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With your category management strategy in place, it's time to monitor and measure the benefits it delivers to your organization and identify opportunities for improvement. To succeed long term, the category strategy must remain aligned with business objectives and the dynamics of the supplier marketplace. This requires regular re-evaluation.

Measure the benefits of following the category management playbook by tracking hard metrics (like spend, savings, and supplier performance) and soft benefits (like improved supplier relationships) that benefit all parties.

Measuring category management effectiveness is the final and ongoing step in the 7 stages to business-aligned strategies that organizations should follow as part of their category management playbook. This series of posts summarizes the valuable findings from a recent CAPS whitepaper, A Playbook for Category Management.

7 stages to-business aligned strategies

  1. Preparation
  2. Internal Analysis
  3. External Analysis
  4. Category Strategy Development
  5. Negotiation and Contracting
  6. Supplier Relationship Management
  7. Category Performance Management

Category management gives supply management professionals the tools to engage with cross-functional stakeholders and identify and understand internal needs, analyze the internal demand for goods and services, analyze the supply market and competitive environment, and engage with external stakeholders (e.g. suppliers) to improve each category. 

Once an organization’s category management strategy is up and running, it takes ongoing oversight to assess the benefits and adjust when necessary. Ongoing category management evaluation involves:

  • Monitoring supplier compliance with contractual terms and agreements
  • Assessing supplier performance on key performance indicators
  • Sharing performance information with suppliers
  • Identifying opportunities for improvement 

Procurement leaders report that category management is most effective for business-critical categories that receive the most management attention. In other less critical categories, the system may be less effective.

To assess performance relative to the organization’s goals and identify opportunities to improve, many procurement teams use a balanced scorecard that combines non-financial performance measures and traditional financial metrics.

Performance categories to track in a balanced scorecard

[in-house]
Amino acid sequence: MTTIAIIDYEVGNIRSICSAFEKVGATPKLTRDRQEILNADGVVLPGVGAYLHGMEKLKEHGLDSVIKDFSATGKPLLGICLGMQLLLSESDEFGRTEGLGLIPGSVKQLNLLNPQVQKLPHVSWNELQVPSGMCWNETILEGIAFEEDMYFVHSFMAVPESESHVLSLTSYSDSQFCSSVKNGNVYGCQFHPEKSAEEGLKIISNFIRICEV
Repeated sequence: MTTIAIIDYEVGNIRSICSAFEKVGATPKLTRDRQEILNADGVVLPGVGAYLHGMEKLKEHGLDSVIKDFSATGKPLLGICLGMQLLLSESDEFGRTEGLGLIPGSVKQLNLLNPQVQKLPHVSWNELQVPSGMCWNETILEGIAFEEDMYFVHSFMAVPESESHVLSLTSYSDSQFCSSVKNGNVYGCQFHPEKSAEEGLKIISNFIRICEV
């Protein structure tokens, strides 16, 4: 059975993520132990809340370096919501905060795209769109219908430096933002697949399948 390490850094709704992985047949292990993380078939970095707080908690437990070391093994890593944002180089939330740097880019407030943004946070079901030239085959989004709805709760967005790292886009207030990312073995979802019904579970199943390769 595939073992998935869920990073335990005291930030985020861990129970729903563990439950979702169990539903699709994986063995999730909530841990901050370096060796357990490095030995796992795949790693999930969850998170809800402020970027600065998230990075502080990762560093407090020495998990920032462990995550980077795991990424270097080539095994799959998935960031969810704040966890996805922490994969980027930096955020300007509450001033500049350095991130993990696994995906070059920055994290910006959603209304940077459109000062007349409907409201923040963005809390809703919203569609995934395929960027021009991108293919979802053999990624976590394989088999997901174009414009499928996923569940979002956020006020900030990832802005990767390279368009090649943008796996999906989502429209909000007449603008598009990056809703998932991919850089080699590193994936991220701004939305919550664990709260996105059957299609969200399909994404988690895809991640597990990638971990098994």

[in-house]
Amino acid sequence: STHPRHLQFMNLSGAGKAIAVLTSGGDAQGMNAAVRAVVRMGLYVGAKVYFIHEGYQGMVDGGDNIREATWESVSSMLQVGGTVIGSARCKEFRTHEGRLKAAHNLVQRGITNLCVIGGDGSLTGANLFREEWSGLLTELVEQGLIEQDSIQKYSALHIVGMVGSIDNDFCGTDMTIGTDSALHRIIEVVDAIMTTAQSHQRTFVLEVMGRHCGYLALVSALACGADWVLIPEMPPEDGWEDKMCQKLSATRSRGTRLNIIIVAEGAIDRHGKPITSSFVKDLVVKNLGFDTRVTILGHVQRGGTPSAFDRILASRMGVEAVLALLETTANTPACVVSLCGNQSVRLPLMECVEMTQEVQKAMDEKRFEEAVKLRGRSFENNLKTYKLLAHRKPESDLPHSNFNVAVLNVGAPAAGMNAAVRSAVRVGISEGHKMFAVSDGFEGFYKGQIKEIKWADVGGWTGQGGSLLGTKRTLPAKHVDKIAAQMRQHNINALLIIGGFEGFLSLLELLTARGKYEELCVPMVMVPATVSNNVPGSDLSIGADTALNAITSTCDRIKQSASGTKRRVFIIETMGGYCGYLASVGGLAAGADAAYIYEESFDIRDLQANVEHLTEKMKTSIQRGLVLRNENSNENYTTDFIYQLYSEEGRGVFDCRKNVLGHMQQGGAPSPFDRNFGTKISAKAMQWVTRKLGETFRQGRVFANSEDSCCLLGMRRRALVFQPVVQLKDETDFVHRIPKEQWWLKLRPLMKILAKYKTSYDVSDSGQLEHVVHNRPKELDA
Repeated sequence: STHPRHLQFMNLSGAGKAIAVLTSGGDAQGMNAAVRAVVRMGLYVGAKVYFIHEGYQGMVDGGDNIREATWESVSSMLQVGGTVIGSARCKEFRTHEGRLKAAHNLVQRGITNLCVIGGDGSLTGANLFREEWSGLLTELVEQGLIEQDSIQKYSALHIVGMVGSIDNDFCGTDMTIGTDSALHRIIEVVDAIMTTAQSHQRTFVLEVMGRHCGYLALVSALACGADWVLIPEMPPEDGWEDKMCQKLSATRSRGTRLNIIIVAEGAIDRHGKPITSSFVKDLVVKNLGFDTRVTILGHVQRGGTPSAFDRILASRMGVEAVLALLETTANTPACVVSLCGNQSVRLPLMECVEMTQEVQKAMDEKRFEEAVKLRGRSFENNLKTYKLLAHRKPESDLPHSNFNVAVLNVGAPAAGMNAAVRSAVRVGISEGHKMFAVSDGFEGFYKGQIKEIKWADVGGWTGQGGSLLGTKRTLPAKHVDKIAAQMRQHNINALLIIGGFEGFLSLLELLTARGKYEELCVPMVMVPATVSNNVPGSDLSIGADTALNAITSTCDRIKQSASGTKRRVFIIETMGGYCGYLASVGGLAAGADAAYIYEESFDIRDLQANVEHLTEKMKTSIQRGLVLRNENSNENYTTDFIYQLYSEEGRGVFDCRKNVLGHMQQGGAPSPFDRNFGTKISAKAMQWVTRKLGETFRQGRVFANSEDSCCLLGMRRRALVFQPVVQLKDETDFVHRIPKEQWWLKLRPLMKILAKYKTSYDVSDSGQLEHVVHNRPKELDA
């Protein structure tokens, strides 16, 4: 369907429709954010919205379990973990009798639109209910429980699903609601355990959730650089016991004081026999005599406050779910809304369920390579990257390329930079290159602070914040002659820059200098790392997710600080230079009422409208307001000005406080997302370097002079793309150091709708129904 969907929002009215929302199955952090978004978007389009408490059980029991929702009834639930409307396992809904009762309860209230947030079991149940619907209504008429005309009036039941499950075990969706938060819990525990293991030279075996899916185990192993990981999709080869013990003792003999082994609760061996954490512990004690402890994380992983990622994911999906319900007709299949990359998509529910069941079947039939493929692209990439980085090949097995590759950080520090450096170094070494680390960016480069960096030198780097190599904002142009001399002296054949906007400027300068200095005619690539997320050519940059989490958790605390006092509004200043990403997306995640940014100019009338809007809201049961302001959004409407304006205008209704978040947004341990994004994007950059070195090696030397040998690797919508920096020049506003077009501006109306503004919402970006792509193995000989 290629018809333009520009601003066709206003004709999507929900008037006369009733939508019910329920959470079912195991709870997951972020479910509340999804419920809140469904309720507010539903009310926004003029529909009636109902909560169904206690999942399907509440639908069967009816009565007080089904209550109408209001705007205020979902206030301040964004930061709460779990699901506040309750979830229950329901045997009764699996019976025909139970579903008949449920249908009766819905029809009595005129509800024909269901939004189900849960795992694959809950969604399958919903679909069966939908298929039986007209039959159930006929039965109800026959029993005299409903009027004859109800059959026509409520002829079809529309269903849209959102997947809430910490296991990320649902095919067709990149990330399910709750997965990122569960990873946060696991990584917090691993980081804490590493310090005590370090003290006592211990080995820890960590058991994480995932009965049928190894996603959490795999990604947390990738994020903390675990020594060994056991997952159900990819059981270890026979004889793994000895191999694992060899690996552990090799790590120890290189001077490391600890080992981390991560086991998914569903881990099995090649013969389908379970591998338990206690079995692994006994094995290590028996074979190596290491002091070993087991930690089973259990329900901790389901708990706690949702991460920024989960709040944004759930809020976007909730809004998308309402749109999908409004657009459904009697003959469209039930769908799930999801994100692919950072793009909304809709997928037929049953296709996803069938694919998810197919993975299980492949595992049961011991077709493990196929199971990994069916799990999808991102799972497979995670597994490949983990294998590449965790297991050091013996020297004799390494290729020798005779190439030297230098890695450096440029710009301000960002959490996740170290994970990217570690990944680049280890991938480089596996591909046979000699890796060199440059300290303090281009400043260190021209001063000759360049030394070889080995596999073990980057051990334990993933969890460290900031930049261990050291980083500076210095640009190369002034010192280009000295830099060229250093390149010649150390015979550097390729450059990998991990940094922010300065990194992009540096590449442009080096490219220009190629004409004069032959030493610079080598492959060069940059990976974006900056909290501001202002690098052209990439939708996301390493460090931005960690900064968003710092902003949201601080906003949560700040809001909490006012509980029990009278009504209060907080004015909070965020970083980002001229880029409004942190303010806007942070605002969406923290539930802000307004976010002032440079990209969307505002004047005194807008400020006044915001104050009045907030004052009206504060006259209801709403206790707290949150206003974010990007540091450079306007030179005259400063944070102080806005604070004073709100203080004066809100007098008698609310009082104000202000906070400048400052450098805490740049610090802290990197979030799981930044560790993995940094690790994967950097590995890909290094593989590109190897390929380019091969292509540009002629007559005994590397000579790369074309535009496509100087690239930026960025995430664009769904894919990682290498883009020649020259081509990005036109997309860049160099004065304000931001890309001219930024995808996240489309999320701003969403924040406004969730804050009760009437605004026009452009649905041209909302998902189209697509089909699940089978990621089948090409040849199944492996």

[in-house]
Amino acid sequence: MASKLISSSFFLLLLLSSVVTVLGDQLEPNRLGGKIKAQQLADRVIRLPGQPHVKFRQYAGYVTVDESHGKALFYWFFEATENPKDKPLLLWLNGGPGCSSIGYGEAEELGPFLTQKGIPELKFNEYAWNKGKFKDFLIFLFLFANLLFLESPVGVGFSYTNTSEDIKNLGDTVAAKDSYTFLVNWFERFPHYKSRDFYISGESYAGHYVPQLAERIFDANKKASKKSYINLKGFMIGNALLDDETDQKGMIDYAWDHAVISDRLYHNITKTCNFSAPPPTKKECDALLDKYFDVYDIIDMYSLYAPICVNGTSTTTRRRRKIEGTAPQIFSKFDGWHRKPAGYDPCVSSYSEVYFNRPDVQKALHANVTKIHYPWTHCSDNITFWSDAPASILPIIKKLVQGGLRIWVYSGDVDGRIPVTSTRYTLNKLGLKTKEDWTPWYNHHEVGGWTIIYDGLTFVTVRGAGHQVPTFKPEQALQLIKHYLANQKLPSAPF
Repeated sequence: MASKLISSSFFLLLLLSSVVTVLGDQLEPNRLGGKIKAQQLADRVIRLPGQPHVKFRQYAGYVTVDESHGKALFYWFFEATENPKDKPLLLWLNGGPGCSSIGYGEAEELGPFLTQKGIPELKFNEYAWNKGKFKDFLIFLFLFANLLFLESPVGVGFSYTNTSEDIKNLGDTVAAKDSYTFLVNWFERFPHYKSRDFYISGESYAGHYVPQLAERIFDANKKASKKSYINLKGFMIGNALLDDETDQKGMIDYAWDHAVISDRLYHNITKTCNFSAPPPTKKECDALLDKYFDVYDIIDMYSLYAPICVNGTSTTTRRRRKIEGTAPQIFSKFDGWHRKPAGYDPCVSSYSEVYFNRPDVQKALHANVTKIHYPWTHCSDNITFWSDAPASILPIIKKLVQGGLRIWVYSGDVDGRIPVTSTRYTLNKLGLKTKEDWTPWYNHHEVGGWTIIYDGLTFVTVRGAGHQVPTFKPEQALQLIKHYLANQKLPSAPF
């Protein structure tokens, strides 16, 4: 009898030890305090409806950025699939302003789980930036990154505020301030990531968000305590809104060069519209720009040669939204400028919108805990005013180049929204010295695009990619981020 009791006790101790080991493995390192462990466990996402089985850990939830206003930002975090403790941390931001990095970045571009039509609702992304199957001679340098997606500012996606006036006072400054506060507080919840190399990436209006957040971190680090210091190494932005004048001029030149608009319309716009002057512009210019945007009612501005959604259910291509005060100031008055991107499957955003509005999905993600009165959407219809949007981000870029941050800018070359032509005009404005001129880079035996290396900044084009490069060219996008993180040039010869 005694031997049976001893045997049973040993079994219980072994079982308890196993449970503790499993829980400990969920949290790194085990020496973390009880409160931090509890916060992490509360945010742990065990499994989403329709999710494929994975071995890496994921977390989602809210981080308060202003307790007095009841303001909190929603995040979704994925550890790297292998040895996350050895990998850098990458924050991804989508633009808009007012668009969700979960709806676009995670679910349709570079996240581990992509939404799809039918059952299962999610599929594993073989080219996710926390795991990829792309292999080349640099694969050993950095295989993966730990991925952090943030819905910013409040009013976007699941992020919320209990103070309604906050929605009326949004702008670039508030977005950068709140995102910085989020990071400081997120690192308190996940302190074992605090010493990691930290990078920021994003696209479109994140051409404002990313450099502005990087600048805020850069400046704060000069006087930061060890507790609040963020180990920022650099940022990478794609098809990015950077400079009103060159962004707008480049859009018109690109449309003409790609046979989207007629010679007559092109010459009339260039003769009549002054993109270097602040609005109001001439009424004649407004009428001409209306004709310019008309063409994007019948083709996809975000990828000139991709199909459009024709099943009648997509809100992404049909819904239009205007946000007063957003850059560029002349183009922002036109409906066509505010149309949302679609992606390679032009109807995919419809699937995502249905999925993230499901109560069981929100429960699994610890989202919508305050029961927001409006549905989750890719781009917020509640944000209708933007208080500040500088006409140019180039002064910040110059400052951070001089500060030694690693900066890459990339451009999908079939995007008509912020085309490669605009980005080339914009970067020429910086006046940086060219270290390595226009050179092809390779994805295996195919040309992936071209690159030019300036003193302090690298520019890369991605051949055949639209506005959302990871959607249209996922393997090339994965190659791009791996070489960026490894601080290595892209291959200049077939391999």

The CAPS whitepaper reveals that the following categories are important to track as part of a balanced scorecard, with a sample scorecard pictured below.

  • Financial
  • Customer/stakeholder
  • Internal processes
  • Learning & growth
  • Balanced Scorecard Example

Sample of a balanced scorecard

Drivers of category management effectiveness

Building on the balanced scorecard, five critical success factors drive category management effectiveness are:

  • Alignment with business drivers
  • Training of category team
  • Close relationships with suppliers
  • Top management support
  • Organizational design

These elements are necessary to develop a mature program that contributes long-term value to the organization.

Robust category management can help organizations prepare for the adoption of technological solutions to automate routine spend. In that environment, professionals will focus more on strategic tasks that create value for the organization. By aligning requirements for goods and services with supply market capabilities, category management creates a foundation to adopt category-specific automation while focusing on innovation for critical categories.

Over time, the organization can track the maturity of the category management strategy to benchmark performance and identify gaps and areas of improvement. Organizations find that some categories are more mature than others, such as direct vs. indirect spend, or that maturity varies by geographic location.

Characteristics of mature category management

  • Policies and playbooks for category management
  • Accountability for results
  • Continuous assessment across the organization
  • Early engagement with suppliers
  • Transfer excellence across business units
  • Funnel all supplier commitments through procurement
  • Apply other strategies, such as insourcing vs. outsourcing
  • Continuous training
  • Assessment approach that supports continuous development toward a mature category management organization 

The category management playbook is a tool to help minimize the total cost of ownership, ensure supply continuity, and leverage relationships with suppliers to enhance innovation and reduce supply risk. Use the links above to read any of the 7 stages to enhance your category management strategy.

From the CAPS Research whitepaper, A Playbook for Category Management, CAPS Research, November 2020.

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CAPS Research

CAPS Research

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